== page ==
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Evaluation of aortic regurgitation with cardiac magnetic resonance imaging: a systematic review
  1. James C Lee1,
  2. Kelley R Branch1,
  3. Christian Hamilton-Craig1,2,3,
  4. Eric V Krieger1,4
  1. 1Division of Cardiology, Department of Medicine, University of Washington, Seattle, Washington, USA
  2. 2Centre for Advanced Imaging, University of Queensland, Brisbane, Queensland, Australia
  3. 3Department of Cardiology, Heart & Lung Institute, The Prince Charles Hospital, Brisbane, Queensland, Australia
  4. 4Seattle Adult Congenital Heart Service, University of Washington School of Medicine, Seattle, Washington, USA
  1. Correspondence to Dr Eric V Krieger, Seattle Adult Congenital Heart Service, University of Washington School of Medicine, Seattle, WA 98195, USA; eKrieger{at}cardiology.washington.edu

Abstract

This review summaries the utility, application and data supporting use of cardiac magnetic resonance imaging (CMR) to evaluate and quantitate aortic regurgitation. We systematically searched Medline and PubMed for original research articles published since 2000 that provided data on the quantitation of aortic regurgitation by CMR and identified 11 articles for review. Direct aortic measurements using phase contrast allow quantitation of volumetric flow across the aortic valve and are highly reproducible and accurate compared with echocardiography. However, this technique requires diligence in prescribing the correct imaging planes in the aorta. Volumetric analytic techniques using differences in ventricular volumes are also highly accurate but less than phase contrast techniques and only accurate when concomitant valvular disease is absent. Comparison of both aortic and ventricular data for internal data verification ensures fidelity of aortic regurgitant data. CMR data can be applied to many types of aortic valve regurgitation including combined aortic stenosis with regurgitation, congenital valve diseases and post-transcatheter valve placement. CMR also predicts those patients who progress to surgery with high overall sensitivity and specificity. Future studies of CMR in patients with aortic regurgitation to quantify the incremental benefit over echocardiography as well as prediction of cardiovascular events are warranted.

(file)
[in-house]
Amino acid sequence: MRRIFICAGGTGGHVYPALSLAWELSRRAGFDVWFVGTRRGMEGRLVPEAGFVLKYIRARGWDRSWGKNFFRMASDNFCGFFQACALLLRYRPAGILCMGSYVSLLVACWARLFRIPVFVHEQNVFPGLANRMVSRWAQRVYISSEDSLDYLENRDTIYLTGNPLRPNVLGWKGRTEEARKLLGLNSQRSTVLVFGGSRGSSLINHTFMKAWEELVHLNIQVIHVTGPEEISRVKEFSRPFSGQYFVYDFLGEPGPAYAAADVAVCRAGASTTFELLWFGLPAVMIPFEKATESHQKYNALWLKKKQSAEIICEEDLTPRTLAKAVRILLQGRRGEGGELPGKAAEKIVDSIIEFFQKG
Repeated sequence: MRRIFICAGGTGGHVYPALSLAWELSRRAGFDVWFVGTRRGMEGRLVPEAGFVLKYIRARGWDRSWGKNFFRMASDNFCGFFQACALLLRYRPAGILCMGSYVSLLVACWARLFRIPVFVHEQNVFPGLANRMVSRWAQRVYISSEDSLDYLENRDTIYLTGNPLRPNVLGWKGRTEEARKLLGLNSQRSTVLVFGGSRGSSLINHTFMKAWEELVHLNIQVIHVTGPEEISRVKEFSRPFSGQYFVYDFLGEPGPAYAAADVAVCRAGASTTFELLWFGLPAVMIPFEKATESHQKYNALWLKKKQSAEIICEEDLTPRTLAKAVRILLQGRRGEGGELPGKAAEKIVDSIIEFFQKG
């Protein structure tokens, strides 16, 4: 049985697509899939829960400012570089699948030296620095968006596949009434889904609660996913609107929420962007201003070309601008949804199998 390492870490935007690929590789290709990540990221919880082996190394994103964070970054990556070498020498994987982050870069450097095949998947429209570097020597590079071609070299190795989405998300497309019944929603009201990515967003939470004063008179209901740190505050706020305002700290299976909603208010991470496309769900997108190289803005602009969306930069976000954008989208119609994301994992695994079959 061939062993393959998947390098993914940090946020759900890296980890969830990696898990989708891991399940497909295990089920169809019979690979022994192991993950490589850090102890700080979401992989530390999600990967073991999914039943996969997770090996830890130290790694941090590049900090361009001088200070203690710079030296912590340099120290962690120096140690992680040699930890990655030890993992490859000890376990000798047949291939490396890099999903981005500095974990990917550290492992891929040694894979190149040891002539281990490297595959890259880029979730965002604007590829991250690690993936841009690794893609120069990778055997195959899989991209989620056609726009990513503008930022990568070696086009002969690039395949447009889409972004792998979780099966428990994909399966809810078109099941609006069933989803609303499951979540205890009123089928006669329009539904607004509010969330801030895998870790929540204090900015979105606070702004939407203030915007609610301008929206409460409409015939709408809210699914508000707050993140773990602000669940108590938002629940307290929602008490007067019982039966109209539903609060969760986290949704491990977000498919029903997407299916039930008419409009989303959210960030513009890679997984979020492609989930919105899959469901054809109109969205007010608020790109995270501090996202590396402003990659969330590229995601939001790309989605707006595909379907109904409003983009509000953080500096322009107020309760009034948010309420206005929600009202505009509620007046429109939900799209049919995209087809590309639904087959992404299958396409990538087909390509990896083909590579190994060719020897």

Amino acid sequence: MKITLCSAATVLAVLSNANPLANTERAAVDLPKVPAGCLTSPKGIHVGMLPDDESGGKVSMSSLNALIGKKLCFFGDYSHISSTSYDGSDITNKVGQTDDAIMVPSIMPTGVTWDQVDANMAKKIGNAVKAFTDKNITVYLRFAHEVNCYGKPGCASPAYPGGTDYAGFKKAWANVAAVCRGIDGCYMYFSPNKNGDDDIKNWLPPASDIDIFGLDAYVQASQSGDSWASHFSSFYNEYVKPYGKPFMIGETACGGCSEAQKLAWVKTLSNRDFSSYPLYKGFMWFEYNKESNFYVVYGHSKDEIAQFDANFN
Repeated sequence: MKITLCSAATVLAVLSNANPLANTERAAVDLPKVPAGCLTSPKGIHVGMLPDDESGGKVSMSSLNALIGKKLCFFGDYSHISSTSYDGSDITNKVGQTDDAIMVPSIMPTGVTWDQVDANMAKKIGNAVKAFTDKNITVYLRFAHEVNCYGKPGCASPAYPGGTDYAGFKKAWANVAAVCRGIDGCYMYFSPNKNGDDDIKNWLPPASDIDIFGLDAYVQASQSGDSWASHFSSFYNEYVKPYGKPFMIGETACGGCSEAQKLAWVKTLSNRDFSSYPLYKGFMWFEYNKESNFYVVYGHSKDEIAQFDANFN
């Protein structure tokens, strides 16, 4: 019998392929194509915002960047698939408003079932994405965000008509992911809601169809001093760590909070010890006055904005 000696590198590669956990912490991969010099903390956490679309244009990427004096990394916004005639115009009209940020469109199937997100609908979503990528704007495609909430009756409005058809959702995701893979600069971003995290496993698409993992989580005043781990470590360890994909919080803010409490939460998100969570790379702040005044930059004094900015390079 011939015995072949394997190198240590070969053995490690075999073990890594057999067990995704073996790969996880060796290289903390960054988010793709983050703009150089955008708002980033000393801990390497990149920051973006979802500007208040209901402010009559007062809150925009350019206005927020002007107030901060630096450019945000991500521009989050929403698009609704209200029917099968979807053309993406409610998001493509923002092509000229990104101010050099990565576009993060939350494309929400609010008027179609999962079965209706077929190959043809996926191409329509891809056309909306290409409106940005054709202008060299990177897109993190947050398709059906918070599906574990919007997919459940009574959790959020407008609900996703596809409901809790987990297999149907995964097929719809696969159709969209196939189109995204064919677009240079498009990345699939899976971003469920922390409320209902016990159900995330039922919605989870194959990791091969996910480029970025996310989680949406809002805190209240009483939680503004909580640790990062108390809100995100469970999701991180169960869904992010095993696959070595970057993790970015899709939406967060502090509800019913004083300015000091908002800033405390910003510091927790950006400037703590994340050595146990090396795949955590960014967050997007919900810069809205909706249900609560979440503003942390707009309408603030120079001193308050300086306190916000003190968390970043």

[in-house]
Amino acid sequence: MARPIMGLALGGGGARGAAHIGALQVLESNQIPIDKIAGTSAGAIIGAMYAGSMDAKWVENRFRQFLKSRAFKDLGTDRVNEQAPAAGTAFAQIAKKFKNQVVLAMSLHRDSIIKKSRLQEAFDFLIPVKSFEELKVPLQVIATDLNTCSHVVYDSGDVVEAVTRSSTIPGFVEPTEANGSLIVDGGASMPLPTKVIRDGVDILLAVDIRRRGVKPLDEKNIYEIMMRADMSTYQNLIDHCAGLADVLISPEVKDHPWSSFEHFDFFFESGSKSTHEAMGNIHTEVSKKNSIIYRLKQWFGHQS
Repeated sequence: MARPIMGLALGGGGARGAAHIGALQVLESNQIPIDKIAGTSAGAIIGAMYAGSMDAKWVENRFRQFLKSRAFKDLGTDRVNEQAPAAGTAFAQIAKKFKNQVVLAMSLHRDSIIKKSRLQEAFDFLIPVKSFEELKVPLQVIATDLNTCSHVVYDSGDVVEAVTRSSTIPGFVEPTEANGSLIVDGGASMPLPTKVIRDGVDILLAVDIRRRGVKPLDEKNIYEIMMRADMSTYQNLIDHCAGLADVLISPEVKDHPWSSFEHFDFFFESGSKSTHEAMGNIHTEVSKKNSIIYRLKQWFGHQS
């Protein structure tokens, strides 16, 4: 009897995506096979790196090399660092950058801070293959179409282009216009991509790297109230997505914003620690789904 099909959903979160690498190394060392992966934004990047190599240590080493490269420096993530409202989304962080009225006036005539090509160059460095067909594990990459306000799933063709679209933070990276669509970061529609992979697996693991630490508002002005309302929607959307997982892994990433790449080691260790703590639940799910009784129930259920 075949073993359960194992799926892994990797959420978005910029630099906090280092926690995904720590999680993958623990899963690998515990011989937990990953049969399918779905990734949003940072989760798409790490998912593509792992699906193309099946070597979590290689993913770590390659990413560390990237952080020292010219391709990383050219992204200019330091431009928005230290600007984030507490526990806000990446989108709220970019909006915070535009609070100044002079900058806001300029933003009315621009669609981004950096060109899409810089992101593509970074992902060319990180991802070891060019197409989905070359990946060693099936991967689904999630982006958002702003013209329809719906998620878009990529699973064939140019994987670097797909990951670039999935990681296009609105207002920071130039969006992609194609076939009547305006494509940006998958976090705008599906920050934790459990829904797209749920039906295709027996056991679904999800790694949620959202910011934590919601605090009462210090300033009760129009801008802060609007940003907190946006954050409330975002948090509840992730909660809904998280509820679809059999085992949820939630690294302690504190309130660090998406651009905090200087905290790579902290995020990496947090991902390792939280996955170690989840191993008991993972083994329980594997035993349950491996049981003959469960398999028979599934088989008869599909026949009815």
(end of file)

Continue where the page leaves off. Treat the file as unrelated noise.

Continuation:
• cardiac magnetic resonance(cmr)imaging
  • advanced cardiac imaging
  • aortic regurgitation
  • transcatheter valve interventions

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Footnotes

  • Contributors JCL, KRB, CH-C, EVK contributed to the drafting of the study and critical review.

  • Competing interests Dr CH-C has been an speaker for Siemens, Merck and Edwards. Dr KRB has received research support from Bayer, Astellas. Ad board and Jansen. Drs JCL and EVK have no conflicts to report.

  • Provenance and peer review Commissioned; externally peer reviewed.

  • Data sharing statement None declared.

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